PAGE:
I originally shared this blog in June of this year. I did not know then, that in three months time, we would be easing our little sweetheart’s passage from this earth. Though she amazed all of her vets with how she handled her kidney disease, much like all of the other challenges she faced during her lifetime, the time came to no longer fight for survival, but surrender peacefully; though the pain of letting go was searing, we were privileged to be her voice to be sure it was done respectfully, honorably, and with the purest love we could offer through our grief. We found a kind, soft-spoken veterinarian to help facilitate Legacy’s journey; she was comfortable at home in a room surrounded by those who adored her most in the world, either physically present or in photos. The agony of her loss has been made bearable by the healing words of family and friends, and for that I am truly grateful. I am certain a spirit as bold as hers lives on- certainly within those of us who cherished her. I hope you will read this original blog and be inspired to adopt; to look into the eyes of a gorgeous rescue animal and say: Come With Me. We’ll have a great life.
How does a dog on death row at a shelter in Duluth, Minnesota, become the eager recipient of gluten-free vanilla cupcakes on her 15th birthday? The answer: Rescue, then Adoption. Our pup, that we named Legacy, was born into the world with deformed front legs; a dog that had suffered abuse in the year or so she belonged to the wrong family. Her fate steered in our direction when this stunning beauty, with eyes of brown and gold, that no one wanted, understood or committed to, was brought to a kill shelter and rescued by a young woman who told us she had a Zen-like calm among all of the chaos- who decided it would not be the last place she would know.
Our Legacy is a powerhouse of resilience. Life handed her a deck stacked on the high side of adversity. With her misshapen front paws, and an early environment we know little about except Legacy’s behavior, that proved to us her map of mistreatment, we knew that above all, with us, she would experience comfort, advocacy, acceptance and unrestrained love. At this milestone age of 15, 14 years after we adopted her, I can say we have kept our word.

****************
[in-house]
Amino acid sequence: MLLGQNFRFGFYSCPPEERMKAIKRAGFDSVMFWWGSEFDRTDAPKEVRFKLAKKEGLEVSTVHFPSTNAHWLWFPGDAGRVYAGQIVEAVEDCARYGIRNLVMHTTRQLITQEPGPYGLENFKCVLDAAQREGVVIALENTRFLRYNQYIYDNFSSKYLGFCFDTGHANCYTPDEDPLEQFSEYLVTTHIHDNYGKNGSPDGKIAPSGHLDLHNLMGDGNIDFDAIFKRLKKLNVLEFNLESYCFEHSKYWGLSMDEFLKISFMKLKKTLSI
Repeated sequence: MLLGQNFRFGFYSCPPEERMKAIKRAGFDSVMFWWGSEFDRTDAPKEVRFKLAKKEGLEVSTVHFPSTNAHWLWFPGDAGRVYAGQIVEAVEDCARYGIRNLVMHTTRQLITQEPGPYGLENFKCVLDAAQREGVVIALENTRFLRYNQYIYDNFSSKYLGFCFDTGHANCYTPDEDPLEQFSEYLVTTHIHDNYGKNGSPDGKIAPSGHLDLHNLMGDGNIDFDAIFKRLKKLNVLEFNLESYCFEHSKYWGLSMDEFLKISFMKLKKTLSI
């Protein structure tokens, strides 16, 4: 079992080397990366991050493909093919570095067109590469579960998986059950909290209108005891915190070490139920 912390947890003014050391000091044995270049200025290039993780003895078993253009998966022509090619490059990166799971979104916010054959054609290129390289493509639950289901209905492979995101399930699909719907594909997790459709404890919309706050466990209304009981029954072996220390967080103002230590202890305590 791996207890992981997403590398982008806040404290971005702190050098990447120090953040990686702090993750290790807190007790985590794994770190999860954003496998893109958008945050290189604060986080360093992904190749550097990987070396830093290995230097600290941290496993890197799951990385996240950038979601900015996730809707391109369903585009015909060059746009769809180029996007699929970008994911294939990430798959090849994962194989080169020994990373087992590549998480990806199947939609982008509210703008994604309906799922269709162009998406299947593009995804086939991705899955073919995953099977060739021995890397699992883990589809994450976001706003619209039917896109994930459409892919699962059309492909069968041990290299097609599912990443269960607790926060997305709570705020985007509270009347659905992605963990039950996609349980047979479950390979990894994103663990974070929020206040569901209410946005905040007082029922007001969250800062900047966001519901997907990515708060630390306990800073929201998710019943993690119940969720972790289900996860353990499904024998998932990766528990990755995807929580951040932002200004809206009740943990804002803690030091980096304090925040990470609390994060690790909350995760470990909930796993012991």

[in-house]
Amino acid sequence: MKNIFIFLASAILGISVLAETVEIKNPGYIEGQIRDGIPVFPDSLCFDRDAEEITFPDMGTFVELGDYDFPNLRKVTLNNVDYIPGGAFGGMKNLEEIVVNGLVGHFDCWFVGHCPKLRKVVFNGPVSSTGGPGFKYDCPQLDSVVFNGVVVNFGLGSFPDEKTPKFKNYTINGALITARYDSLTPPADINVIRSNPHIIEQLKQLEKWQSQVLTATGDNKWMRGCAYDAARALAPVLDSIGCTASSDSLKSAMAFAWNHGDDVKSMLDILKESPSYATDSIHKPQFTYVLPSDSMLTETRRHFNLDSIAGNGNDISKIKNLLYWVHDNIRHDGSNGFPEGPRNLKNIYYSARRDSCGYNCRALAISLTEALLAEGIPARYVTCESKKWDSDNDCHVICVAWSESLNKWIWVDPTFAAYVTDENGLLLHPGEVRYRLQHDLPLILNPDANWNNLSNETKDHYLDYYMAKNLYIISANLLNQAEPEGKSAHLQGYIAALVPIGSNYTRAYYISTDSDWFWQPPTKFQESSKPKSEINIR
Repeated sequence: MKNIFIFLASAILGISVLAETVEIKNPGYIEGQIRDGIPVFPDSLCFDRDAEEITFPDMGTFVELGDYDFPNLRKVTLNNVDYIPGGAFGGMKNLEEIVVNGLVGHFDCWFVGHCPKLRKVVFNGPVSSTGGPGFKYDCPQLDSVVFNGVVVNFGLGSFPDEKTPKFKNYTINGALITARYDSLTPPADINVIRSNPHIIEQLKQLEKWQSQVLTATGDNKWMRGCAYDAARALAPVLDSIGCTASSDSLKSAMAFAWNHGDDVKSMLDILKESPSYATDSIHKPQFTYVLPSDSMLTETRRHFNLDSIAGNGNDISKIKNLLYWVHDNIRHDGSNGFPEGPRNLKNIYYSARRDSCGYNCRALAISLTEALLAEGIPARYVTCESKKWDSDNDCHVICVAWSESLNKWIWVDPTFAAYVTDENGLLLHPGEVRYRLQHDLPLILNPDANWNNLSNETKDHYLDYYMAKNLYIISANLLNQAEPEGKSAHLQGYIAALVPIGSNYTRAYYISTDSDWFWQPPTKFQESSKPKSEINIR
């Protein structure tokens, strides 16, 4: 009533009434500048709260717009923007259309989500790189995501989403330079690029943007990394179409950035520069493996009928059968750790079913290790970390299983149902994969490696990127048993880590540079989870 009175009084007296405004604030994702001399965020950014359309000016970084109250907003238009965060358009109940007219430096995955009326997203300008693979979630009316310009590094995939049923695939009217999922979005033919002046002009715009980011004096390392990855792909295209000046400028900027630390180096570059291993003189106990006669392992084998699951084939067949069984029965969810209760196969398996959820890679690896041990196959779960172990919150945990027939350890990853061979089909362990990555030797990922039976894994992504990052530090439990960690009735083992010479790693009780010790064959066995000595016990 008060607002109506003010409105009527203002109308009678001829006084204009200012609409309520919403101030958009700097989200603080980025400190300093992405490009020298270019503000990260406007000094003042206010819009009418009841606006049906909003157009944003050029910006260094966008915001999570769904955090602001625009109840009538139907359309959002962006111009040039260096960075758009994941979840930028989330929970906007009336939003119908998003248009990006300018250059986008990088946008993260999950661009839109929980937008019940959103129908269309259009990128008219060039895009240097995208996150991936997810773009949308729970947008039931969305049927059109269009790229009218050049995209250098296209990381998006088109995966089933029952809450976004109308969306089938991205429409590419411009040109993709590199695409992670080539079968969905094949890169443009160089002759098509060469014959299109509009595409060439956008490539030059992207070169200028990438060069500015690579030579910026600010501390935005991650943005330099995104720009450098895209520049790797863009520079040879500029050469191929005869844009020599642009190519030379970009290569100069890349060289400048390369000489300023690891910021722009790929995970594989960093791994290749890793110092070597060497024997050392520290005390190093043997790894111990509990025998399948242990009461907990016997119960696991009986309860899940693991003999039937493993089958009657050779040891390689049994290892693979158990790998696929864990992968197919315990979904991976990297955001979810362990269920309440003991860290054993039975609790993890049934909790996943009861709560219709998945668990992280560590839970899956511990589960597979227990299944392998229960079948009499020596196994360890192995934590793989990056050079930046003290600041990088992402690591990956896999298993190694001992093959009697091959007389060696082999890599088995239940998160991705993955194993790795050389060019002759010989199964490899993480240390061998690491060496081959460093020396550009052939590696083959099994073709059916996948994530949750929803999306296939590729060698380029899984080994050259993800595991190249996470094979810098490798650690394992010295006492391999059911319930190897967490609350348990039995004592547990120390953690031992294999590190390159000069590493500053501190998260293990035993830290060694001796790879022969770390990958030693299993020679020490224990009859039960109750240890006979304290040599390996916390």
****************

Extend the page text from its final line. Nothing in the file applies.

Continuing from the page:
Legacy is one of those dogs- the once in a lifetime combination of complexity, grace, and uniqueness of needs that is a privilege to care for and understand. Never a cuddler, we earned her trust in stages, and in allowing us to love on her, she lets her guard down just enough to relax and enjoy the doting. That is a reward in itself. Legacy’s genetic wiring would have taken a less indomitable spirit to a depressed, possibly withdrawn place, but not our girl. She has faced leg surgeries to enhance her mobility, surgeries for the removal of two cancerous spots and that of a benign mammary tumor, a near fatal dog attack that resulted in 28 stitches, low thyroid, allergies, degenerative disc disease and arthritis (in part for having to over-compensate for her front legs), and currently the challenges of kidney disease, not uncommon in graceful senior ladies. By offering Legacy a combination of traditional and alternative therapies for all of these things, and the new addition of a home-cooked diet to keep her appetite sharp, we honor her “can do” attitude every day.
This milestone birthday found a happy dog anxious for us to blow out the candles so she could enjoy her cupcake. She, much like most rescue dogs, gives immeasurably more than she gets. She lives simply, doesn’t get in her own way, accepts help when she needs it, and stands in her own power. I love you, angel.